Main issues: Anderson Kelliher said she wants to challenge the roll back of the Affordable Care Act and push for universal health care for everyone in the U.S. Protecting entitlements like Medicare, Medicaid and Social Security. She said workforce development, particularly STEM education, is critical for economic growth, as is more federal investment in transportation and transit. She wants a path to citizenship for so-called "Dreamers" and DACA recipients.
Why she is running: "We are at a crossroads. ... People are really interested in having someone who has both experience standing up to tough leaders on the other side, and I did that time and time again with (then-governor) Tim Pawlenty. They also want someone who knows how to get things done ... someone who will really see the entire district, the suburbs and the city, and I think I can do that."
What you might not know about her: She is a former State 4H president and was once a Dairy Princess in the Midwest Dairy Association's Minnesota Dairy Princess Program.
Political and public experience: Omar challenged and beat one of the longest-serving members of the state Legislature, Phyllis Kahn; she served as policy director at Women Organizing Women Network.
Main issues: Omar lists fighting economic disparity as one of her top issues and says she'd also pursue universal health care by expanding Medicare to everyone. She wants immigration reform, to make the system sensitive to the issues that face refugees and asylum seekers. She also wants to see criminal justice reform that addresses racial disparities and institute campaign reform that will make elections more transparent.
Why she's running: "The 5th District needs a champion, someone who has a combination of a lived experience and work experience ... someone who will show up not only as a vote we can count on, but will continue to organize and mobilize so that we can get the kind of policies that are going to have a positive impact on our lives."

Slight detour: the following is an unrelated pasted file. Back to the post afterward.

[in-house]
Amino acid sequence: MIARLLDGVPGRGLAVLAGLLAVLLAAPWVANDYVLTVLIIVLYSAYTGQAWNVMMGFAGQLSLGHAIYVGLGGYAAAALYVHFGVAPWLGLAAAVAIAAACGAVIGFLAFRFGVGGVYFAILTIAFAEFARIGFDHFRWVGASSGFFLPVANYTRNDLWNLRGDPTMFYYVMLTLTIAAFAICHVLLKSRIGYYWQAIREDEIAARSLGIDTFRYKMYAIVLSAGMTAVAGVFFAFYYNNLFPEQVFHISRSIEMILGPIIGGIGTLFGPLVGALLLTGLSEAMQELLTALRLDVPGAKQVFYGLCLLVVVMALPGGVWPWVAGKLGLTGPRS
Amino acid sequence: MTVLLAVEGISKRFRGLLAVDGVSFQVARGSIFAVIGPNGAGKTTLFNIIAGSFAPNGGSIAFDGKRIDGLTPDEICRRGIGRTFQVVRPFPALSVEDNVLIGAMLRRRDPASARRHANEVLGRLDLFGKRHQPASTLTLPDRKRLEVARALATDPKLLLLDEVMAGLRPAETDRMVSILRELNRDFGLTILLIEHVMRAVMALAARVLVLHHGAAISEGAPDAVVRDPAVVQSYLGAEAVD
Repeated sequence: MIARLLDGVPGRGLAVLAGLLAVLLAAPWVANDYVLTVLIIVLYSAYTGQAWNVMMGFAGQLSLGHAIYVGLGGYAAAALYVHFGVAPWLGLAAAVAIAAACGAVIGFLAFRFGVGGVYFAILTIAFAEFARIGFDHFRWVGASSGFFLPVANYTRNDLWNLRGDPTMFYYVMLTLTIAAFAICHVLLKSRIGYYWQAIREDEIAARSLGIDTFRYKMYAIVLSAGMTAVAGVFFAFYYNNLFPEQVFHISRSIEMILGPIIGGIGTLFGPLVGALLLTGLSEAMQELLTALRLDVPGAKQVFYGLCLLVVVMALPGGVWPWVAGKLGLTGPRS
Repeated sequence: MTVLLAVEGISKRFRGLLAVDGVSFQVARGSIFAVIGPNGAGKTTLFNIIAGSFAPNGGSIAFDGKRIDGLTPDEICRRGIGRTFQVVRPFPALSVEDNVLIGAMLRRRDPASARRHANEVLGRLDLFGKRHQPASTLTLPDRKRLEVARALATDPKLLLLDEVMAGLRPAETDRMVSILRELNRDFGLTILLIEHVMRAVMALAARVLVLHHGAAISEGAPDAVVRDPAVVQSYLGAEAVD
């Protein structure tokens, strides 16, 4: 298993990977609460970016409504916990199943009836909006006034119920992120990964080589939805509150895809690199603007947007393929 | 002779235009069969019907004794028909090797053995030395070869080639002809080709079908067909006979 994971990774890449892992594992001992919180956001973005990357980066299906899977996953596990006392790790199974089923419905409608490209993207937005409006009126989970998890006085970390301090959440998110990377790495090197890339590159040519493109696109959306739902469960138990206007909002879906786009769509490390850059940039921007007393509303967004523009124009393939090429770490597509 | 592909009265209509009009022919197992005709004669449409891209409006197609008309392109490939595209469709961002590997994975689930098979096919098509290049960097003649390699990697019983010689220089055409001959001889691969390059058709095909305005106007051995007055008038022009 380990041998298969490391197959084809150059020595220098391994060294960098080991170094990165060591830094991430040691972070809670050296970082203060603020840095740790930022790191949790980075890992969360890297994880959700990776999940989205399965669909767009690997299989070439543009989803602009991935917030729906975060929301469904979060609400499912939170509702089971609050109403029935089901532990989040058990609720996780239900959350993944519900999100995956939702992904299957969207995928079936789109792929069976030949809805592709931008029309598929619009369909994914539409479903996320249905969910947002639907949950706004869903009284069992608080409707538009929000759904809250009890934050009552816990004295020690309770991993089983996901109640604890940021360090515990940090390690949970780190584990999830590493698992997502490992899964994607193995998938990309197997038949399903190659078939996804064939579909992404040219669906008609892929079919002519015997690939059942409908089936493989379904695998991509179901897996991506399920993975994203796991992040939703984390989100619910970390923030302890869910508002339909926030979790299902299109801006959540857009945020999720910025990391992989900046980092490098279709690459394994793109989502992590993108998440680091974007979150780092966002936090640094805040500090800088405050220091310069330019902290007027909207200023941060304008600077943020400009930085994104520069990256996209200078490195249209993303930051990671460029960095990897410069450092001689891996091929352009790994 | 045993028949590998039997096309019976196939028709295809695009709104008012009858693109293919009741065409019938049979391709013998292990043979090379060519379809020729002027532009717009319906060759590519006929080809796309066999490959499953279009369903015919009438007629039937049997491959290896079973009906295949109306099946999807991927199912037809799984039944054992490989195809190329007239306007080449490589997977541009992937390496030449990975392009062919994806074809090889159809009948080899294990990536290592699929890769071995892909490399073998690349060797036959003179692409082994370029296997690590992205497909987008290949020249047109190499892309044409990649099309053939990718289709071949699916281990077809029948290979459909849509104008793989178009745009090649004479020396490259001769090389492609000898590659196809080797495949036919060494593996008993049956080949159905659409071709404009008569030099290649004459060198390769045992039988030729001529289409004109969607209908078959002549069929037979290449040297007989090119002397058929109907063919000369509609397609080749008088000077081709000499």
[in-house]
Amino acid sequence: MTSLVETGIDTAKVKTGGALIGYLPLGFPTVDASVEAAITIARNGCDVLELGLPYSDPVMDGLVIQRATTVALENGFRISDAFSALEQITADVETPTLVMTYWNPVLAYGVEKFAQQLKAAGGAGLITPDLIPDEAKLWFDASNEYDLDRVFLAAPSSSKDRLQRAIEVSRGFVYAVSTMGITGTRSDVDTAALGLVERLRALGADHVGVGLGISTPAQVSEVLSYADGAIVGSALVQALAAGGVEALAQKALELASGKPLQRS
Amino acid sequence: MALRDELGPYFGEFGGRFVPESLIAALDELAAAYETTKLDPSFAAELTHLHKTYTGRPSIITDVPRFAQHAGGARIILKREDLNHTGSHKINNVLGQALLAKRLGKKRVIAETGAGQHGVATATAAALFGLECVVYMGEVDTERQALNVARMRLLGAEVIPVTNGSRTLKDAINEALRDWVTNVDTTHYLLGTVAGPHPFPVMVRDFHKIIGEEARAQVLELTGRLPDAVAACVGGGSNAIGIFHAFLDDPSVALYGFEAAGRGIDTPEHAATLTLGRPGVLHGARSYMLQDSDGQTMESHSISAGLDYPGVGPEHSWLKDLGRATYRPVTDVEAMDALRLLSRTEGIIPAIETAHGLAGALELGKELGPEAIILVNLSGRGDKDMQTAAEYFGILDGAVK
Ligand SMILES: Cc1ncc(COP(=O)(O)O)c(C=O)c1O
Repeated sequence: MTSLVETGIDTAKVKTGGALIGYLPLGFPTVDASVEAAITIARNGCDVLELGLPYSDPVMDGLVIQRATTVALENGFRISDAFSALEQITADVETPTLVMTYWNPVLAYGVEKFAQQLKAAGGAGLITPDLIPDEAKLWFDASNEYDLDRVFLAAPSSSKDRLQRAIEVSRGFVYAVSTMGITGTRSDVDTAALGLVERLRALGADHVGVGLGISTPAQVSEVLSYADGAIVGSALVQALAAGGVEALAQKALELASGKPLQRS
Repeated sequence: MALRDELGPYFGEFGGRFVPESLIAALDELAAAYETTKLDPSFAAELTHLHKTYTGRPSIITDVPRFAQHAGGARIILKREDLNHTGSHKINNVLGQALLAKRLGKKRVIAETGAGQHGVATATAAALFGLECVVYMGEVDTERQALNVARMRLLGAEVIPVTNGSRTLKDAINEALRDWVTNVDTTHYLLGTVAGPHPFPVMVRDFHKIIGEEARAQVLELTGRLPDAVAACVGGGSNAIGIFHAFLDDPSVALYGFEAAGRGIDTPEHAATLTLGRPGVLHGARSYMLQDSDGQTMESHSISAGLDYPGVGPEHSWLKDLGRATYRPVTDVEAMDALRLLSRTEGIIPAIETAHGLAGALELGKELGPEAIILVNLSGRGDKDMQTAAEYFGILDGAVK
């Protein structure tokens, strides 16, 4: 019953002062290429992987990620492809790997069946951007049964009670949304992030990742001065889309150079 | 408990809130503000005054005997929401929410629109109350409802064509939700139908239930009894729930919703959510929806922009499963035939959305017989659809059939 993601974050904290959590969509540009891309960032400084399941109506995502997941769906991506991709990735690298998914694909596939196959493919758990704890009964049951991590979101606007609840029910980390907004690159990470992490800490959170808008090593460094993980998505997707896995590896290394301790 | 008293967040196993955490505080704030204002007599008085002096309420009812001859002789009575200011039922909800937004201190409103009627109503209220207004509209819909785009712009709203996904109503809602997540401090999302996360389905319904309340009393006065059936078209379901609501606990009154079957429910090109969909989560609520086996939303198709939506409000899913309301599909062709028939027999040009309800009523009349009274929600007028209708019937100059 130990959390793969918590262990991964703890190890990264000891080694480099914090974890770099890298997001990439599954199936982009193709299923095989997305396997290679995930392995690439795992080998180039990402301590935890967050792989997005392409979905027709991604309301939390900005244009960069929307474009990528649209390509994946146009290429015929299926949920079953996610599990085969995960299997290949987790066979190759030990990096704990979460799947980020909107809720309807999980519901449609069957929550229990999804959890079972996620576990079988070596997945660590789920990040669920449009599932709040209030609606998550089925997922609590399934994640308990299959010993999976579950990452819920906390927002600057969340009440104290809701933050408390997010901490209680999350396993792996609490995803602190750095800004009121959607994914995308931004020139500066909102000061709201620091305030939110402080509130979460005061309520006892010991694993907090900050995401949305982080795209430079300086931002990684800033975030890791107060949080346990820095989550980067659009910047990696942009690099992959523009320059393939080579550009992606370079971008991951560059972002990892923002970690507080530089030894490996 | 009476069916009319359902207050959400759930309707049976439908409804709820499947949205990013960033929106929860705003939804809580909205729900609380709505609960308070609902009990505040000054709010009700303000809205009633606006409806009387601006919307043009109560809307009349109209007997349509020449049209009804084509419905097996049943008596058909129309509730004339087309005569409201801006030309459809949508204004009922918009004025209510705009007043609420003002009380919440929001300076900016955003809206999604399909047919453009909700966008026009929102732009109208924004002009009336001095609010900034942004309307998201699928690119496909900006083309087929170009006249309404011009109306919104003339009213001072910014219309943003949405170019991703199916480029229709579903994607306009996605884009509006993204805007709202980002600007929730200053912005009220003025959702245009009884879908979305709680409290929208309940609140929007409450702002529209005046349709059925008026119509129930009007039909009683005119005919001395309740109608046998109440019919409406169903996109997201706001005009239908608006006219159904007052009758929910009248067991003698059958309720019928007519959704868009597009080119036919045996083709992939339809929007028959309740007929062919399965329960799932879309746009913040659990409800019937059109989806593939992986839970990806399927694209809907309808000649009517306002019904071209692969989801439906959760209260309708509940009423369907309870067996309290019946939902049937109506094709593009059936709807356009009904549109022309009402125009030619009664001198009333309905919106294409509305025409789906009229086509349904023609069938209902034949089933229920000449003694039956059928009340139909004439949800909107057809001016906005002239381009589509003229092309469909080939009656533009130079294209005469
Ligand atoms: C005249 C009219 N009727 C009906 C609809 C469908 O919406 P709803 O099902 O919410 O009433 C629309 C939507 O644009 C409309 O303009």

What you might not know about her: Omar has among the widest work experience in the race. She's been an office cleaner, a cashier at Target, worked on an Arden Hills assembly line, a night shift at the Roseville post office and a security guard in downtown Minneapolis, as well as call centers for Target and Best Buy.
Patricia Torres Ray
Political and public experience: Left DHS to run for open state Senate seat in 2006, beat seven others for DFL endorsement; former Senate Education Committee chair.
Main issues: Torres Ray wants to implement immigration reform, including demilitarizing the southern border, addressing Deferred Action for Childhood Arrivals and Temporary Protected Status, and replacing Immigration and Customs Enforcement. She wants the federal government to take a comprehensive approach to addressing climate change and she wants to hold back federal efforts to privatize education at the expense of public education.
Why she is running: "I have a 30-year record of work and commitment to impacting the people in the 5th district, and impacting the most vulnerable people in our state and country ... and I have a record of bringing the average citizen into these tables of power. Year after year at the Legislature my work has been constituency work and making sure every citizen realizes their own power.
What you might not know about her: Torres Ray was in law school in Colombia when she married and moved to the U.S. She didn't speak English when she arrived in Minnesota and went to work at a factory that printed bottle labels.